Editorial : Bradley Square, absolutely yes
For a considerable stretch, including its intersection with Masonic Avenue, Dukes County Avenue in Oak Bluffs, as it runs south from its intersection with New York Avenue and the harbor and along Sunset Lake, is less prosperous looking than it ought to be. It's not at all the avenue its name suggests, though it could be. Indeed, significant parts of town, south and west of Circuit Avenue, offer promising neighborhood settings that, disappointingly, appear wilted and poorly tended, when the opposite ought to be the case.
And, it's not a story unique to this neighborhood in that town. A drive along Beach Road in Vineyard Haven reveals something similar: dreamy settings set back, really held back, by high taxes, benighted and smothering regulation, illusions posing as planning goals, and the consequent insufficient investment by property owners and by the town.
As is often the case, the leadership needed to transform such areas must come from neighbors, residents, and imaginative outsiders. Timid public officials aren't constitutionally equipped to do the job. That's why greater Dukes County Avenue is the arts district in Oak Bluffs. Oh, it's not the official Arts District, with a letter and number designation, such as B1 or R2. It's the creation of like-minded residents who wanted to make their neighborhood something more and better than it was, nicer to visit, to look at, to live in, and perhaps more prosperous and valuable.
Not all the neighbors, naturally. Who can expect everyone to see things the same way? But the art district was an idea that became a tender reality. It is young but could grow older, so that one day the town may name it and perhaps give it a letter and number on the zoning maps.
The Bradley Square development proposal builds on this good idea, really on the belief that a good idea is worth building on. It is a carefully constructed plan that acknowledges the character of the neighborhood, and not only the properties owned and occupied by the cadre of artists who live there. And the collaboration of Bradley Square developers proposes to enhance it. It is a sound, attractive, even elegant, proposal, whose development was comprehensive in its attention to the interests of neighbors and the community. It's challenging too, because it opens the way for other, fresh ideas to find a home in the same community. Which, by the way, is exactly what such neighborhoods in Oak Bluffs and elsewhere on the Vineyard need and might invite if carping, complaining, resisting change, and all these practiced ways of saying no and bleeding good ideas of their juice had not become the incessant and perfected Island art. For instance, why on earth should we reject non-native trees and plants which will flourish here, in favor of the familiar? Is this a plant museum we inhabit?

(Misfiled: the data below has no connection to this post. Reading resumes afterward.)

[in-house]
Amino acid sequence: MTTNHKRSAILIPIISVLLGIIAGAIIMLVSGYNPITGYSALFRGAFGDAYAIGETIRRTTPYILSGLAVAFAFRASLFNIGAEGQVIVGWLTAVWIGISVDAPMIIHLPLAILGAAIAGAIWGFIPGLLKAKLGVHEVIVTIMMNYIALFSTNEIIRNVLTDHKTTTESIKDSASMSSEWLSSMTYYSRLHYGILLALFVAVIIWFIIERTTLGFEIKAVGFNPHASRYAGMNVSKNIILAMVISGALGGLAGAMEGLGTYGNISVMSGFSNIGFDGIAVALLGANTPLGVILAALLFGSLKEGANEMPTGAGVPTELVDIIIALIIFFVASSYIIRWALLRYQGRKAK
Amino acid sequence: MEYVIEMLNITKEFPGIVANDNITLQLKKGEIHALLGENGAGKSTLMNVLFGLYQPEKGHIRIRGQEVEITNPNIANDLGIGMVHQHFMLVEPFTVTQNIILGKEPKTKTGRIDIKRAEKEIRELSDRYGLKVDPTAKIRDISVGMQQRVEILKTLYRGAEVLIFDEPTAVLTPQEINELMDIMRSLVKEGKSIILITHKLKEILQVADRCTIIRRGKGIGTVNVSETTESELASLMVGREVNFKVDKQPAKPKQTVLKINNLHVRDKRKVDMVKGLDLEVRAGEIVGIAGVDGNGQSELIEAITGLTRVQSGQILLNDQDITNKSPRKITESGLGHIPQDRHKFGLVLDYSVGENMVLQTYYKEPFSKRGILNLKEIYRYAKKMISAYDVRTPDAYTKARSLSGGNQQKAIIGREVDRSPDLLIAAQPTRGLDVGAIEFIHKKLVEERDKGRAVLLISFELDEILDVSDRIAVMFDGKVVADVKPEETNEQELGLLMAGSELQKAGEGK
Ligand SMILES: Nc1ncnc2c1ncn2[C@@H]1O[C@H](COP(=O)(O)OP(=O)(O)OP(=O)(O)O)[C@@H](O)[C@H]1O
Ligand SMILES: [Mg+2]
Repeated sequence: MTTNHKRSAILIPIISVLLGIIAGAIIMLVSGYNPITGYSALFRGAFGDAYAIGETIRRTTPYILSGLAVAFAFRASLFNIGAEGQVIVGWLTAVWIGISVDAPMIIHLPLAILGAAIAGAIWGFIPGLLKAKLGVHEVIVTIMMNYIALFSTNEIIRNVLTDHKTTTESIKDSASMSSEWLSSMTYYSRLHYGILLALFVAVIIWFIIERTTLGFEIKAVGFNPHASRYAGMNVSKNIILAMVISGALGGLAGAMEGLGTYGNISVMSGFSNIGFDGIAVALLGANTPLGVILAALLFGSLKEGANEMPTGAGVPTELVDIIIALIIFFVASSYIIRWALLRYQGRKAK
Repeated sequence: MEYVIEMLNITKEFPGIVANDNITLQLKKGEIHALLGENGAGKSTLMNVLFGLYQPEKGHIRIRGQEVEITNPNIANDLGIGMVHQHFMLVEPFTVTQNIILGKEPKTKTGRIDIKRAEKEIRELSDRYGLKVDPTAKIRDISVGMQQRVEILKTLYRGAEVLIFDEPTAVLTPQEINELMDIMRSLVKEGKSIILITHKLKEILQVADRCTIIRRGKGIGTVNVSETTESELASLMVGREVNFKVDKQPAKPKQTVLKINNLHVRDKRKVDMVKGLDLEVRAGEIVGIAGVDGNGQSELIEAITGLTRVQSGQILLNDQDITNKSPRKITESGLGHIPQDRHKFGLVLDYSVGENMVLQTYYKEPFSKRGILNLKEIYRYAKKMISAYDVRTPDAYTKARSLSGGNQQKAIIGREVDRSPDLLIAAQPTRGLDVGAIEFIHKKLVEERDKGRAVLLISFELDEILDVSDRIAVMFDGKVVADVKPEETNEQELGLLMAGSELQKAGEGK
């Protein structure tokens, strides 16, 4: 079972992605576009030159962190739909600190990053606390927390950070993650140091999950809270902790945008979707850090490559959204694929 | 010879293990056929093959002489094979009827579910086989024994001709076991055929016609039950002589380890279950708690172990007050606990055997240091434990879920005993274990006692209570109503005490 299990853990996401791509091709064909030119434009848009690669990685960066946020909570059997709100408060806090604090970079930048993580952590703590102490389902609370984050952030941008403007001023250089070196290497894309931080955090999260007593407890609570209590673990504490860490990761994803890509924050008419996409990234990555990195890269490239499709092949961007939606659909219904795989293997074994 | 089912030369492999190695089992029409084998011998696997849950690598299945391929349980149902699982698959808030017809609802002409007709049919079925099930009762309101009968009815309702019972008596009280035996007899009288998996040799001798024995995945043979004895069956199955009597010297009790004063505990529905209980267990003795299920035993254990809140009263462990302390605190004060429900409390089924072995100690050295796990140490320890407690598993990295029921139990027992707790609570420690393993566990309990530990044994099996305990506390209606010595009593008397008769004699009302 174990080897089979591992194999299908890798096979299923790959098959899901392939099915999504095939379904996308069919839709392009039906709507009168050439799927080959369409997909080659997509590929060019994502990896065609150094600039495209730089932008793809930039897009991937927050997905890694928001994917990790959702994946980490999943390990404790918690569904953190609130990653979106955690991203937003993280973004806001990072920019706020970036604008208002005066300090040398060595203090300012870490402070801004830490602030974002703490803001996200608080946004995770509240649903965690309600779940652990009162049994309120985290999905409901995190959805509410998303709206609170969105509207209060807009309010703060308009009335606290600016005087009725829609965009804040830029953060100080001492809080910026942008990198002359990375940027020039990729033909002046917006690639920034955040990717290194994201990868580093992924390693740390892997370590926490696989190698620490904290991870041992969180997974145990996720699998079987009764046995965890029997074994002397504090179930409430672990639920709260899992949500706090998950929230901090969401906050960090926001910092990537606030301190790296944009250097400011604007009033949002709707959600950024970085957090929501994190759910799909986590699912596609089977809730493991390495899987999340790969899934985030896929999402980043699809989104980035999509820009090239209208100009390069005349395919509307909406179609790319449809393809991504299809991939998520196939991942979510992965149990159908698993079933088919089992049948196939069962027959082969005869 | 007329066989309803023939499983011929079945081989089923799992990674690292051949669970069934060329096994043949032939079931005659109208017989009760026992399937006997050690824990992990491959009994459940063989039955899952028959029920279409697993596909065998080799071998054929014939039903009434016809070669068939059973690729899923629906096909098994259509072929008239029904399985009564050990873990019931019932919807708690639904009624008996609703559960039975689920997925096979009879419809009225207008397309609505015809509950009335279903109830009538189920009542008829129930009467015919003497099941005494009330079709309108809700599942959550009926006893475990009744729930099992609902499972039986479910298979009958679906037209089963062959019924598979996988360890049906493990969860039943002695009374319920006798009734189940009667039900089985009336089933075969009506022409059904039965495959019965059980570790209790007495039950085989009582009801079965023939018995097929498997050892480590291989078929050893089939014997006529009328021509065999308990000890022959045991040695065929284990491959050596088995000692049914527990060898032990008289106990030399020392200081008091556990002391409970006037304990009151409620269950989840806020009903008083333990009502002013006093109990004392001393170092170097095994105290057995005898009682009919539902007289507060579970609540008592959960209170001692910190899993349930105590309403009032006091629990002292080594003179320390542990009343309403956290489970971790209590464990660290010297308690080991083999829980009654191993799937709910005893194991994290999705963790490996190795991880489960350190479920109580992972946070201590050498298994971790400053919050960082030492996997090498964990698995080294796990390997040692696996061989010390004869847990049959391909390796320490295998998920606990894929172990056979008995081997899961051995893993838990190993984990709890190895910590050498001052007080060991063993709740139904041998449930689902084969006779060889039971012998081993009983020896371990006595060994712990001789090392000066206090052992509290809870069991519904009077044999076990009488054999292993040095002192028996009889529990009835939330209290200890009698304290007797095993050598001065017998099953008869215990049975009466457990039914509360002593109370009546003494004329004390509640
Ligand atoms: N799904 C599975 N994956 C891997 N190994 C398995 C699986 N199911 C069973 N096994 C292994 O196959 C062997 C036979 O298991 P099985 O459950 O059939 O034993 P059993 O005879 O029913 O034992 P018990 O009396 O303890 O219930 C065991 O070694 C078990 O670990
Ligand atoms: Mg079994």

The Bradley Square project is a joint effort by the contractor John Early, a former Martha's Vineyard Commission member and long-time West Tisbury selectman, the Island Housing Trust Corporation, and the Island Affordable Housing Fund. The project includes affordable housing, historic preservation, the in-town mix of business and residential uses. The architecture, like the plan itself, is imaginative and innovative. The landscaping is smart and enhancing. The plan does not solve the neighborhood's traffic and parking problems. In-town density and mixed uses - both greatly admired by planners, land conservationists, and sustainability mavens - cannot reasonably be expected to solve such persistent and growing problems, as much good as they may do to slow growth in the less densely developed land elsewhere.
Besides their attractive vision, the developers of Bradley Square have a carefully refined and disciplined sense of the financial demands of this project, and the demands are considerable, even allowing for the significant subsidies which will underwrite this effort. Both because this effort has been a vast collaboration, not only among the developer organizations, but also among neighbors and associated interest groups, and because in the end the money has to come out right, the applicants for Martha's Vineyard Commission permission have made it clear that some changes sought by opponents, mainly focused on density and the size of the buildings, are not possible. Nor are they desirable. This is a good plan, a promising one for its neighborhood, for Oak Bluffs, and for the planning strategy that supports in-town, mixed-use development.